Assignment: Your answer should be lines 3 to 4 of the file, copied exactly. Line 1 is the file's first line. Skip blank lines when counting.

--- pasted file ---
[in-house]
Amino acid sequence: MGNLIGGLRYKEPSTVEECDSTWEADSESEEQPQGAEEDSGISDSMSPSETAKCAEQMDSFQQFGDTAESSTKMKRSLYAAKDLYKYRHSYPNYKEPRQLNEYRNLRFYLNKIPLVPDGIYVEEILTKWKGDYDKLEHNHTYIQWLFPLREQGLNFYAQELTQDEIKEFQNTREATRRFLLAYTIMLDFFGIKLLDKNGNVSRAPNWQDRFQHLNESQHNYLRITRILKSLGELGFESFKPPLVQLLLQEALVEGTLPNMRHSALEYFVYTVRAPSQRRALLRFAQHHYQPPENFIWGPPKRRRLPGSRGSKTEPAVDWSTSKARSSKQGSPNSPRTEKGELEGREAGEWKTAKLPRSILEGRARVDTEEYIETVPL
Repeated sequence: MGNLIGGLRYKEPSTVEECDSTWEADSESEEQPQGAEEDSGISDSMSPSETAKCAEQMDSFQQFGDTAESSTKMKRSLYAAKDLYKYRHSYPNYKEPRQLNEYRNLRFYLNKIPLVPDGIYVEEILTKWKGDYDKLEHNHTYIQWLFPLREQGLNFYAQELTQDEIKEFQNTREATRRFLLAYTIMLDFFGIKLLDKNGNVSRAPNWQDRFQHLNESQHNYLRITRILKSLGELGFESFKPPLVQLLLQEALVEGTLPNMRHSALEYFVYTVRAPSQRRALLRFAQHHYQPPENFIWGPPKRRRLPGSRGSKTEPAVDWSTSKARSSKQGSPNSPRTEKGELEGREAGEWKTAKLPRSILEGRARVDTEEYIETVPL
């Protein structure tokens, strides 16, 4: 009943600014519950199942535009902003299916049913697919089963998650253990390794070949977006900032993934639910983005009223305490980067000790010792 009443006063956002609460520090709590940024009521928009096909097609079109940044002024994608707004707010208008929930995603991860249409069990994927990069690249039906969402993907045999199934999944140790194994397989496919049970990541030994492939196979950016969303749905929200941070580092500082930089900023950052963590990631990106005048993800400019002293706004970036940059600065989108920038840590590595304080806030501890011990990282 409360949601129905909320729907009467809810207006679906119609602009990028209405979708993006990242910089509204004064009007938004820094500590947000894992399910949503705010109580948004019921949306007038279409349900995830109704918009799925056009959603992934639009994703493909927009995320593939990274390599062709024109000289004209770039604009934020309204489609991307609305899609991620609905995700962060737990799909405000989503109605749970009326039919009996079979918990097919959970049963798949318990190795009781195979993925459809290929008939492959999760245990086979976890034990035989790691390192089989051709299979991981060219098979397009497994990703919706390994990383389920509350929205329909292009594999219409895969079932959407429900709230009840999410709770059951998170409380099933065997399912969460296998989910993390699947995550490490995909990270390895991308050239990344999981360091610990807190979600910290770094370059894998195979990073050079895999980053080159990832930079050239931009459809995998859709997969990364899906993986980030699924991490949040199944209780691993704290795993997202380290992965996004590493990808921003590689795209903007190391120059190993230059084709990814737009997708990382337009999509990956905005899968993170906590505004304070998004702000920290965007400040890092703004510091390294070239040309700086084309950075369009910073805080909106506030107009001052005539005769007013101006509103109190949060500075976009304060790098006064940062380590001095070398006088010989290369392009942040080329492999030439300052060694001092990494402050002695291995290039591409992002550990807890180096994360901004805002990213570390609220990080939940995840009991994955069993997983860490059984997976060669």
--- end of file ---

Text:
Repeated sequence: MGNLIGGLRYKEPSTVEECDSTWEADSESEEQPQGAEEDSGISDSMSPSETAKCAEQMDSFQQFGDTAESSTKMKRSLYAAKDLYKYRHSYPNYKEPRQLNEYRNLRFYLNKIPLVPDGIYVEEILTKWKGDYDKLEHNHTYIQWLFPLREQGLNFYAQELTQDEIKEFQNTREATRRFLLAYTIMLDFFGIKLLDKNGNVSRAPNWQDRFQHLNESQHNYLRITRILKSLGELGFESFKPPLVQLLLQEALVEGTLPNMRHSALEYFVYTVRAPSQRRALLRFAQHHYQPPENFIWGPPKRRRLPGSRGSKTEPAVDWSTSKARSSKQGSPNSPRTEKGELEGREAGEWKTAKLPRSILEGRARVDTEEYIETVPL
């Protein structure tokens, strides 16, 4: 009943600014519950199942535009902003299916049913697919089963998650253990390794070949977006900032993934639910983005009223305490980067000790010792 009443006063956002609460520090709590940024009521928009096909097609079109940044002024994608707004707010208008929930995603991860249409069990994927990069690249039906969402993907045999199934999944140790194994397989496919049970990541030994492939196979950016969303749905929200941070580092500082930089900023950052963590990631990106005048993800400019002293706004970036940059600065989108920038840590590595304080806030501890011990990282 409360949601129905909320729907009467809810207006679906119609602009990028209405979708993006990242910089509204004064009007938004820094500590947000894992399910949503705010109580948004019921949306007038279409349900995830109704918009799925056009959603992934639009994703493909927009995320593939990274390599062709024109000289004209770039604009934020309204489609991307609305899609991620609905995700962060737990799909405000989503109605749970009326039919009996079979918990097919959970049963798949318990190795009781195979993925459809290929008939492959999760245990086979976890034990035989790691390192089989051709299979991981060219098979397009497994990703919706390994990383389920509350929205329909292009594999219409895969079932959407429900709230009840999410709770059951998170409380099933065997399912969460296998989910993390699947995550490490995909990270390895991308050239990344999981360091610990807190979600910290770094370059894998195979990073050079895999980053080159990832930079050239931009459809995998859709997969990364899906993986980030699924991490949040199944209780691993704290795993997202380290992965996004590493990808921003590689795209903007190391120059190993230059084709990814737009997708990382337009999509990956905005899968993170906590505004304070998004702000920290965007400040890092703004510091390294070239040309700086084309950075369009910073805080909106506030107009001052005539005769007013101006509103109190949060500075976009304060790098006064940062380590001095070398006088010989290369392009942040080329492999030439300052060694001092990494402050002695291995290039591409992002550990807890180096994360901004805002990213570390609220990080939940995840009991994955069993997983860490059984997976060669």